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Fedora 16/Linux virus?

asked 2011-12-23 16:47:15 +0000

bdicejr gravatar image

I was under the impression linux systems could not get a virus. Lucky me, I got one! First I noticed all the media apps on my machine, Only one of which i ever used were recently used. I went to the file tree and clicked on a few folders and noticed EVERY ONE of my folders and files had a "desktop" link in it.I tried to delete the link or send it to the trash can but that just made things worse because it would replicate two more. I also noticed my mail accounts had been set up and my entire file system was replicating, migrating to mail accouunt and beeing mailed somwhere. By the way, I use an on line mail service so I didnt set up any mail service on my machine. Somebody or something did. I think could not erase any of my browser history. I think it came from a rougue adobe pop up I clicked on. Most of the problems seemed to centered around my Adobe flash player. I opened the program file and it had a huge amount of my info in it. From every site I visited to were my pass words were used. (unless thats normal) to when i logged on and off my machine. I ended up formatting my hsrd drive and reinstalling fedora this morning. Even that was rough. It took me four tries till I finally got it to reinstall properly. Has anyone else had this type of plroblem or heard of anyone that has? I read up on this clickjack attack and insalled ghostery and no script. they seem to be the best tools for avoiding this in the future. Im new to the computer world and would be open to any other sugestions on how to steer clear of this hacker/virus bullsh**!

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adobe flash player is a common cross platform security hole. You may consider using flash only on websites you know. You can try the firefox plugin flashblock https://addons.mozilla.org/en-US/firefox/addon/flashblock/

aatdark ( 2011-12-23 22:30:20 +0000 )edit

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answered 2013-09-10 10:58:06 +0000

updated 2013-09-11 00:13:18 +0000

You did not have a virus, you got "hacked". No system is immune to hacking, specially if you leave your firewall down, ports open, and have stupid passwords like your own name. Also, the internet is strewn with pop ups that collect information on you, quite like the many many phishing mails that hit our mail boxes requesting your personal information. The system cannot do anything against these, it is the user that needs to be careful. Unfortunately, the data that you've lost cannot be gotten back.

  • Clean the drive, completely.
  • Install the latest available Fedora and all updates.
  • Keep SELinux and your firewall on
  • Only open ports in the firewall that you really need
  • Check your router, is the firewall there on?
  • Be careful what you click on the internet.

This is not a Fedora or Linux issue. You need to be more careful about what you do.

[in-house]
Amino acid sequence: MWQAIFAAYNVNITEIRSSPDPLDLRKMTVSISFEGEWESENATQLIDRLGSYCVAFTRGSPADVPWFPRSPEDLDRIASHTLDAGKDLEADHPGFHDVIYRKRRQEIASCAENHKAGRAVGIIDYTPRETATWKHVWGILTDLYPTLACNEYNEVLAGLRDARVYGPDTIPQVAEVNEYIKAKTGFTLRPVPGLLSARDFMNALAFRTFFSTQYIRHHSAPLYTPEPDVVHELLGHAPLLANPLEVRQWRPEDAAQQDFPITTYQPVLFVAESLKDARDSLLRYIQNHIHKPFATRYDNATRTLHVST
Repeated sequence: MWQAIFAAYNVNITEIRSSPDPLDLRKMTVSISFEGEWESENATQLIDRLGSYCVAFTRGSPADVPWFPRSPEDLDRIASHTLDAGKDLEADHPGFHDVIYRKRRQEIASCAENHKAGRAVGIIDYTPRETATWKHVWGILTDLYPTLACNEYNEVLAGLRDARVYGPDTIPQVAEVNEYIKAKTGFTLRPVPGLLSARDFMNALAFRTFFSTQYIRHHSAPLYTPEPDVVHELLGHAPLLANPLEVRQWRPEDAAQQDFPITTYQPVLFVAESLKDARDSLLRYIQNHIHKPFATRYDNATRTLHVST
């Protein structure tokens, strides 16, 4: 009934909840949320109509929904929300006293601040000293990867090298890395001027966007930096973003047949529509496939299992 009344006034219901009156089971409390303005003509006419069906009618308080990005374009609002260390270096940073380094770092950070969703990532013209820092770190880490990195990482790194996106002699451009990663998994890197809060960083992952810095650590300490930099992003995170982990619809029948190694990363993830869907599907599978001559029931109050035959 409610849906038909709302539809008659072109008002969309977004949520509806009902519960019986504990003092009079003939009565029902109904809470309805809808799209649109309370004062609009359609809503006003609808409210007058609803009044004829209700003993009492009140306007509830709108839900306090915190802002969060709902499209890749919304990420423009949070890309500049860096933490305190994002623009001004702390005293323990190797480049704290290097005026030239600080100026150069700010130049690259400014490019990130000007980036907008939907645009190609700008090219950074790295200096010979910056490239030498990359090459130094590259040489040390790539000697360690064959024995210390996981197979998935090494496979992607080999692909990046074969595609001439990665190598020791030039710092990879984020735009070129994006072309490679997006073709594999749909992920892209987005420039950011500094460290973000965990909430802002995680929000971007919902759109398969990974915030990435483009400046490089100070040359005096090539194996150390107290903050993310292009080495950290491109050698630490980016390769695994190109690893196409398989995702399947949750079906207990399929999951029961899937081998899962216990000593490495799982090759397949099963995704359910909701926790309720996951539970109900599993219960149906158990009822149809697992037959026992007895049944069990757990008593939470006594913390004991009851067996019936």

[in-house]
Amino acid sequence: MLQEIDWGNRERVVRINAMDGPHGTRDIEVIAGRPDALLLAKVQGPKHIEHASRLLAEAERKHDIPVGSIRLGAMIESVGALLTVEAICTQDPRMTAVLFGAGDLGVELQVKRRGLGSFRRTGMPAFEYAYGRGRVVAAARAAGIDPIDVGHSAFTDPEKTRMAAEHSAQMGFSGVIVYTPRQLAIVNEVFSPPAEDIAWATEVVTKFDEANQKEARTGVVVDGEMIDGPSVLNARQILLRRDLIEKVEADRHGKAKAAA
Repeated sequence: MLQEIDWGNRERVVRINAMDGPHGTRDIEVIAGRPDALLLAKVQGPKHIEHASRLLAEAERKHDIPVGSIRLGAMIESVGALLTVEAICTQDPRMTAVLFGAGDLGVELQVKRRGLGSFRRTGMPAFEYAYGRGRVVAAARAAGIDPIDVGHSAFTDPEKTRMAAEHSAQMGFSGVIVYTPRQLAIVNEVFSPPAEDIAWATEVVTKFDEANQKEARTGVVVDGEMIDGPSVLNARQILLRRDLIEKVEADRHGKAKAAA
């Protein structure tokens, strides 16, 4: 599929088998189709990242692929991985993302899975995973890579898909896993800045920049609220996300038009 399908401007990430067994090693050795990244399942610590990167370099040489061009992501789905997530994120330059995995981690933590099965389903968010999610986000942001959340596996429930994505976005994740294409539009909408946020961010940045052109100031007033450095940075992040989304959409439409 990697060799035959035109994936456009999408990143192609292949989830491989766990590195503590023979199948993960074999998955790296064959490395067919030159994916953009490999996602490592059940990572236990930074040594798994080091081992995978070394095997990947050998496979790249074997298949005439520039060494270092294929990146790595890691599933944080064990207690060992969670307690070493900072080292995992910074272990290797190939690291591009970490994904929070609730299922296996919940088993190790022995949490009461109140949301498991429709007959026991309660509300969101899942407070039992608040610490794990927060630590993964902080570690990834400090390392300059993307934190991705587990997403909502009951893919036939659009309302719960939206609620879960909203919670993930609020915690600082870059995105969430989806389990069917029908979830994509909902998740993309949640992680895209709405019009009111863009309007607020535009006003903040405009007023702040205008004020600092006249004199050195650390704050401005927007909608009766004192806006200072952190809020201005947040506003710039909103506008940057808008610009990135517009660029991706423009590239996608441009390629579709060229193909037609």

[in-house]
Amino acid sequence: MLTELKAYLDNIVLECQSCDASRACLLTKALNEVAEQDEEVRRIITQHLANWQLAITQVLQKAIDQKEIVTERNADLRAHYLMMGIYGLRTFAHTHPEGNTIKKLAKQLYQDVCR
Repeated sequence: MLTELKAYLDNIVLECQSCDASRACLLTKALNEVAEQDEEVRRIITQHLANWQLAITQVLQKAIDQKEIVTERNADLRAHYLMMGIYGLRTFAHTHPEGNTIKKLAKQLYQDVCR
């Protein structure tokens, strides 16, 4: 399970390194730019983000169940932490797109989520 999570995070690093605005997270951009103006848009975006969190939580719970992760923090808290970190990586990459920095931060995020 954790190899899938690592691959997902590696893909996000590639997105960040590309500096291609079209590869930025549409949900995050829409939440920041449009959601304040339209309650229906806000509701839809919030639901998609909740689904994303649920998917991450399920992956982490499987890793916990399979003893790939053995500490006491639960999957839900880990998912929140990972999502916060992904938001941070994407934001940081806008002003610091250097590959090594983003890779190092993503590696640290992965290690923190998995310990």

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Wouldn't Fedora 16 would have been the latest release in 2011?

hmaarrfk ( 2013-09-10 16:50:17 +0000 )edit

Woah! I didn't notice this was from 2011! Answer edited. /me wonders how this question turned up on page 1 on Ask Fedora?

FranciscoD_ ( 2013-09-11 00:12:27 +0000 )edit
1

answered 2011-12-23 17:36:41 +0000

I understand you are furstrated, but ...

First, I do not know any credible source that claims Linux is immune to crackers. In Fedora selinux is used to help mitigate such things.

Second, forensics can be very complex and it comes down to who is more skilled, you or your intruder.

What services are you running ? ssh ? vnc ? ftp ?

See also

http://www.symantec.com/connect/articles/forensic-analysis-live-linux-system-pt-1

http://www.symantec.com/connect/articles/forensic-analysis-live-linux-system-pt-2

Third, your question is a "wall of text" without any actual information. What is in this Desktop file ?

I would file a bug report on this.

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answered 2012-11-27 07:58:24 +0000

alanwade gravatar image

updated 2013-09-10 07:37:03 +0000

There square measure scores of totally different LINUX VPN server packages obtainable on the web these days. Initially look this would possibly really sound sort of a sensible factor. With lots of various software packages to choose from, one would possibly suppose that it makes putting in your own VPN abundant easier or higher. However, the reality is it really makes it a euphemism of lots harder and confusing. LINUX may be a extremely popular operating system for servers, and if you’re trying to line up a VPN of your own that runs one among the numerous variations of the operating system obtainable these days, then I powerfully suggest that you simply see.

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Asked: 2011-12-23 16:47:15 +0000

Seen: 1,603 times

Last updated: Sep 11 '13